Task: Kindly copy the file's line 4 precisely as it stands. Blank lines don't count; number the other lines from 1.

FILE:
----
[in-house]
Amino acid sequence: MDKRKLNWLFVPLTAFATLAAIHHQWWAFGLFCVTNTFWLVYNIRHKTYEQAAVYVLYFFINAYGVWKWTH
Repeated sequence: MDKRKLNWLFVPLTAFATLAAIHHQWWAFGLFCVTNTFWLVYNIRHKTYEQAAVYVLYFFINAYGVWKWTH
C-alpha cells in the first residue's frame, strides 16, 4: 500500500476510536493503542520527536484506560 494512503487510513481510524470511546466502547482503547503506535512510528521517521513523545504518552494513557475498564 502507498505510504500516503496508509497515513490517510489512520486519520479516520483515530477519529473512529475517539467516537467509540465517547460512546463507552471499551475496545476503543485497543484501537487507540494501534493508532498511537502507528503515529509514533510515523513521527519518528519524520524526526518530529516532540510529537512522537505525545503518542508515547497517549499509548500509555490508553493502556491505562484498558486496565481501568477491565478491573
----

C-alpha cells in the first residue's frame, strides 16, 4: 500500500476510536493503542520527536484506560 494512503487510513481510524470511546466502547482503547503506535512510528521517521513523545504518552494513557475498564 502507498505510504500516503496508509497515513490517510489512520486519520479516520483515530477519529473512529475517539467516537467509540465517547460512546463507552471499551475496545476503543485497543484501537487507540494501534493508532498511537502507528503515529509514533510515523513521527519518528519524520524526526518530529516532540510529537512522537505525545503518542508515547497517549499509548500509555490508553493502556491505562484498558486496565481501568477491565478491573